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Appalachian Land & Conservation Services Co., LLC
Where Conservation & the Marketplace Meet

News
_____________________________________________________________________

October 3, 2008

           Sierra Club’s Pennsylvania chapter and Clean Water Action issued a joint environmental scorecard for the Pennsylvania legislature’s 2007 activities. The Pennsylvania Senate scorecard contains the October 2007 senate confirmation vote on Appalachian’s president, Josh First, who at that time was Governor Ed Rendell’s nominee to the Pennsylvania Game Commission board of directors.

           Josh First commented on the inclusion of the confirmation vote in the scorecard by saying “Scorecards are often difficult to understand, and well do I recall initiating the effort to design a new environmental scorecard for Republicans for Environmental Protection. It’s not an easy task. In this case, however, I can’t help but say that I understand the rating of the vote. No question about it, I would have brought a significant environmental quality focus to the Game Commission’s mission and activities.”

           The Scorecard is available for download at either www.cleanwateraction.org/pa or at www.pennsylvania.sierraclub.org/pa_environmental_scorecard.pdf.


           Additionally, for the purposes of better understanding of this scorecard and its political context, comments on it by Pennsylvania Senate staff are included below:

           “Your readers should look with a skeptical eye at the "scorecards" released by the Sierra Club and Clean Water Action. Unfortunately, the votes selected for the scorecard are arbitrary and intended to reflect these groups' partisan agendas. A quick glance reveals some notable inconsistencies and/or questionable votes included in the Senate scorecard, such as:

           Including the confirmation vote of one environmental cabinet nominee (DEP), but excluding another (DCNR). However, an obscure vote for a Game Commission board member [Josh First] is included.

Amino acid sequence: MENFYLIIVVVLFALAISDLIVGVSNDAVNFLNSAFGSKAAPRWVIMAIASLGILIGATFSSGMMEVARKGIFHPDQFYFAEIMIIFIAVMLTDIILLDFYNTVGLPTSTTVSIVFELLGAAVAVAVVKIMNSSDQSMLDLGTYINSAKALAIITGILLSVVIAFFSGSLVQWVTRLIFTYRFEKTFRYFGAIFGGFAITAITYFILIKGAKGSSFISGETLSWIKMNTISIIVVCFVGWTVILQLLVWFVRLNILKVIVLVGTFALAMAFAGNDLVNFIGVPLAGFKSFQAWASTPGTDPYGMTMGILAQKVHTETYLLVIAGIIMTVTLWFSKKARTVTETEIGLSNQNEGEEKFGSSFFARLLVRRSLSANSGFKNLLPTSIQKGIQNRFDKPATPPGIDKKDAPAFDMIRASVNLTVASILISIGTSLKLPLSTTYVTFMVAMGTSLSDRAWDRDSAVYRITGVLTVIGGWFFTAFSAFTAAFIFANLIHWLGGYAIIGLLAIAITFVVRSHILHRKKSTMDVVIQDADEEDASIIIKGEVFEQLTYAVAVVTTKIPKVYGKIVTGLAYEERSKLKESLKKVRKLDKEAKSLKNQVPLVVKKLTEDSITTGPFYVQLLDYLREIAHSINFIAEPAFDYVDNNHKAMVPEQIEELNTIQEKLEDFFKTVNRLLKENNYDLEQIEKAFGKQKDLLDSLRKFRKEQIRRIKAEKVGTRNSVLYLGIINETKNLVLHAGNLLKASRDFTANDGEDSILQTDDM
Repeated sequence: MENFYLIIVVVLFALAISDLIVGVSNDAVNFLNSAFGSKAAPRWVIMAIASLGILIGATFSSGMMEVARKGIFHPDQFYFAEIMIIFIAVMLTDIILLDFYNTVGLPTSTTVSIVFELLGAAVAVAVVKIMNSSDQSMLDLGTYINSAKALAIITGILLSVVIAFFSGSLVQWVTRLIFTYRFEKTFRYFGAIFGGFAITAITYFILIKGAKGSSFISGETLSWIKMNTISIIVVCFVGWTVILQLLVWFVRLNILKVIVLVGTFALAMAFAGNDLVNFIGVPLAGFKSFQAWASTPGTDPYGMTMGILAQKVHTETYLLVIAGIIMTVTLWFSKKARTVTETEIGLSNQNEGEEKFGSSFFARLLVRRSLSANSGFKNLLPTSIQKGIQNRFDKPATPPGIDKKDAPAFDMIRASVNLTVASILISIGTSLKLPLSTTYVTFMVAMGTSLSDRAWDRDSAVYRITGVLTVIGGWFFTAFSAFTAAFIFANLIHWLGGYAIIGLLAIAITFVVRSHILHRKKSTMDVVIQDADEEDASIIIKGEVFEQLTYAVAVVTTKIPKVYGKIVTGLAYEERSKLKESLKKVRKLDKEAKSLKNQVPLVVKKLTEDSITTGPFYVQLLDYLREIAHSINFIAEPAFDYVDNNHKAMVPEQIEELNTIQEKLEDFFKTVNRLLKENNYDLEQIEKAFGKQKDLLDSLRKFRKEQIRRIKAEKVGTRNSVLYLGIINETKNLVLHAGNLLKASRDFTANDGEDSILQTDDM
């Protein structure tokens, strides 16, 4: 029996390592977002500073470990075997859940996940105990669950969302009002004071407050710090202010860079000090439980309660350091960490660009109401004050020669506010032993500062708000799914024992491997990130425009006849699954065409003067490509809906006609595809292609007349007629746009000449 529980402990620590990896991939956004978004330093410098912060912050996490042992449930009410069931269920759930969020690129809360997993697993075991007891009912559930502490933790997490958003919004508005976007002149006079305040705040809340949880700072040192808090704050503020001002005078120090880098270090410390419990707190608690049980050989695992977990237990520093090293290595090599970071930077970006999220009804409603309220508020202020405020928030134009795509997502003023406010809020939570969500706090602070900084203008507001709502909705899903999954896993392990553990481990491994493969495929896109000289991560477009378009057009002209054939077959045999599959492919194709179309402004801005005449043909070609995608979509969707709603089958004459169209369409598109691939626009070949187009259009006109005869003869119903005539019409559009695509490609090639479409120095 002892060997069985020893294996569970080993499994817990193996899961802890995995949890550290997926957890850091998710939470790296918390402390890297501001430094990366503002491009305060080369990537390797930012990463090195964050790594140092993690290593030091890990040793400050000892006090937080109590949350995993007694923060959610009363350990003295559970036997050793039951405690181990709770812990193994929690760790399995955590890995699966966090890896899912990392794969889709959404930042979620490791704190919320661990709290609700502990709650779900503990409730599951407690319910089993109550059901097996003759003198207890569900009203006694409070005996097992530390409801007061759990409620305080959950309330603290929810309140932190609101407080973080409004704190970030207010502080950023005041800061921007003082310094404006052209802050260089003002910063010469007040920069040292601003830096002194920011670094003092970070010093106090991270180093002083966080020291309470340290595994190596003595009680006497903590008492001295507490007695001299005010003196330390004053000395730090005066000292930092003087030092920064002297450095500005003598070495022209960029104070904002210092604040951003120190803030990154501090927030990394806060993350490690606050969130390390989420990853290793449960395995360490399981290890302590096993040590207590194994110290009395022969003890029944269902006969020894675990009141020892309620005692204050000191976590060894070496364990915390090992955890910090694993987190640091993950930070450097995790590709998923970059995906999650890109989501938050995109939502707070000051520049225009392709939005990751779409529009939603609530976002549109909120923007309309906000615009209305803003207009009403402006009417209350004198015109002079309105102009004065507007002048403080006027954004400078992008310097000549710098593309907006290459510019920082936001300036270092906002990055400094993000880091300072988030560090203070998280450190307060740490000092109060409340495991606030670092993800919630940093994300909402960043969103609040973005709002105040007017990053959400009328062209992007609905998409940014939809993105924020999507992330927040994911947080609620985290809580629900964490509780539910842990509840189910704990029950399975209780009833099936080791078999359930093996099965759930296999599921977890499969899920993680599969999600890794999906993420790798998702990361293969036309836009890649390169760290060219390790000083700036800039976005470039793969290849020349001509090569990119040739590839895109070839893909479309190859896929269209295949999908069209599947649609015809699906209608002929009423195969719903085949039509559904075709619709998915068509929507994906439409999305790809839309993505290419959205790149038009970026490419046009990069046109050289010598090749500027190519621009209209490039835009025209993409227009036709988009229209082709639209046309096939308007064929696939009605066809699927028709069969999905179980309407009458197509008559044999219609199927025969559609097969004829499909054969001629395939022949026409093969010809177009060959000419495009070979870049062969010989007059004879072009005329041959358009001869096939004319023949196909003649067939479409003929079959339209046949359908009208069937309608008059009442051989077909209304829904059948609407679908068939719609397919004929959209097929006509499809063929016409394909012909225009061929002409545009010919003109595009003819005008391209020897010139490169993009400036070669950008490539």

Voting against the tolling of I-80 is considered “anti-environmental”. Yes, that is correct.

           A vote on including $25 million to reduce pollution from coal power plants was considered “anti-environmental”. A similar provision included in the House-approved bill was not counted against House members.

           A vote on SS SB 25 – which expands the use of alternative energy in the Commonwealth – was also considered “anti-environmental”. To understand this mindset – it is akin to calling a doubling of the use of solar energy “anti-environmental” because you didn’t triple it.

           Numerous other Senate-approved bills were excluded from the scorecard, including: Establishment of the PA Center for Environmental Education, Comprehensive update to the Mine Safety law, Passage of H20 PA (SB 2) and SB 1341, which collectively invest $1.2 billion in water, wastewater, dam safety and flood mitigation, HB 1202 and SS SB 22, which collectively significantly expand PA’s use of biofuels, SB 1330 – providing for landowner protections for coal-bed methane development.”

           Patrick Henderson, Executive Director

           Senate Environmental Resources & Energy Committee

           Office of Senator Mary Jo White, Chairman

           717-787-9684


   

 
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